@Dan, I'm not convinced those alone are sufficient to sweep aside the ease of development and better IDE support of C# – Paolo Feb 5 '10 at 15:41
No, they're not. But as I said, "the list of possible disadvantages is lenghtly"--this is about the advantages C++/CLI over C# from a 100% .NET point-of-view. – Dan Feb 5 '10 at 17:58

Odd, I like C++/CLI but you listed exactly its features I dislike. My criticisms:

  • Okay. But accidental use of the hat is pretty widespread, getting the value of the value type boxed without warning. There is no way to diagnose this mistake.
  • Power that comes at a high price, templates you write are not usable in any other .NET language. If anything, it worsens the C++ template export problem. The complete failure of STL/CLR is worth pondering too.
  • Erm, no.
  • This was IMO a serious mistake. It already is difficult to avoid problems with accidental boxing, as outlined in the first bullet. Stack semantics makes it seriously difficult for any starting programmer to sort this out. This was a design decision to placate C++ programmers, that's okay, but the using statement was a better solution.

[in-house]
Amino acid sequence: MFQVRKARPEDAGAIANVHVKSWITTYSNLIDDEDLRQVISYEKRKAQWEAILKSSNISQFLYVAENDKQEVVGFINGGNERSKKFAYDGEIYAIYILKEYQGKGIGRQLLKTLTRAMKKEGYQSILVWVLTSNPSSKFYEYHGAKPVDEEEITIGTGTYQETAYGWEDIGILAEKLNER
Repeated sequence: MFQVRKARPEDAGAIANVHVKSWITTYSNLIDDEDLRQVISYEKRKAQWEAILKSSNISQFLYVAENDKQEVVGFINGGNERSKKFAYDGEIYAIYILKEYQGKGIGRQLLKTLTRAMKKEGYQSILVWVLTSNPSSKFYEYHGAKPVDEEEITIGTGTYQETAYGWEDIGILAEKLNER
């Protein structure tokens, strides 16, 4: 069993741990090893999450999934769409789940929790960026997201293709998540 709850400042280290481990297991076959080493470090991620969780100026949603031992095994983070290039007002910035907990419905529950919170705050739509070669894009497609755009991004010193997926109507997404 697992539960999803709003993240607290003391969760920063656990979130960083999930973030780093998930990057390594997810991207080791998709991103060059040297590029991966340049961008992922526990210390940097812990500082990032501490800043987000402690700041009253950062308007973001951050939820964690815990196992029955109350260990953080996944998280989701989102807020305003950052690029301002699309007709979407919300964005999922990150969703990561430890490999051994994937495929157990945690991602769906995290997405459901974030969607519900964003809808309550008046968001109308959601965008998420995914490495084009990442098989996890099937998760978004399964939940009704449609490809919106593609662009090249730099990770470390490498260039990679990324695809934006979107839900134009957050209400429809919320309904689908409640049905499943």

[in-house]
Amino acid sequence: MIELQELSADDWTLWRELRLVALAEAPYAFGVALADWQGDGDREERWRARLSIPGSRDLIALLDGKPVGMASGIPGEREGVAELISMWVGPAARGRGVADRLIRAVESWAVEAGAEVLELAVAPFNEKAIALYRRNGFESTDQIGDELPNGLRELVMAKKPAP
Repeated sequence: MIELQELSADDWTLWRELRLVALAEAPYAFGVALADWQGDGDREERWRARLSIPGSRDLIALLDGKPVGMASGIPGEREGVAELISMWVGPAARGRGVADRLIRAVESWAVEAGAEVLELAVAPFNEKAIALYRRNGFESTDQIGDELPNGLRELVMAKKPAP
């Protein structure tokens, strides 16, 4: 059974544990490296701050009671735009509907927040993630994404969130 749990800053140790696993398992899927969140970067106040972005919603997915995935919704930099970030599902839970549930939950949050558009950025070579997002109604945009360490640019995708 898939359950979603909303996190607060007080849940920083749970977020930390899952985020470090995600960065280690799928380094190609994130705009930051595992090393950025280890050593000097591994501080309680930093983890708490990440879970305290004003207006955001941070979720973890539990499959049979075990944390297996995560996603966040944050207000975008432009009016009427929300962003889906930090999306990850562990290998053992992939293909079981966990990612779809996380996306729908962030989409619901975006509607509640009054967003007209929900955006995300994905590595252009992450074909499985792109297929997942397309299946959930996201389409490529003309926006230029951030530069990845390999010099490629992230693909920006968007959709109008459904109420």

• Not sure how it is easier. The GC.SuppressFinalize() call is automatic, that's all. It is very rare for anybody to write a finalizer, but you can't avoid the auto-generated code from making the call. That's inefficient and a violation of the 'you don't pay for what you don't use' principle. Add to this that writing the destructor also forces a default finalizer to be auto-generated. One you'd never use and wouldn't want to be used if you forgot or omitted to use the destructor.

Well, that's all very subjective perhaps. The death-knell will come with VS2010, it will ship without IntelliSense support for C++/CLI.

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Where are you hearing the VS2010 will drop IntelliSense for C++? A quick search in Google for "VS2010 IntelliSense c++" comes back with nothing but improvements for IntelliSense. -1 Until you can prove your statement. – Russ Feb 4 '10 at 15:53
@Russ - Not for C++, for C++/CLI as clearly stated in my post. Link: Gimme my points back, dammit! – Hans Passant Feb 4 '10 at 16:01
Although I think I would have prefered something more recent. (… ). I'll take it. +1 for providing evidence. – Russ Feb 4 '10 at 16:17
argh, Stack overflow says my vote is too old to me changed unless than answer is edited. ( +1 on your comment with proof ) – Russ Feb 4 '10 at 16:18
Well, argh indeed. This post isn't going anywhere. If I delete it I'll lose 8 points. Please use that downvote weapon responsibly. – Hans Passant Feb 4 '10 at 18:36

Like others here, I can't think of any general cases where a clear advantage exists, so my thinking turned to situational advantages -- are there any cases where there is an advantage in a particular scenario?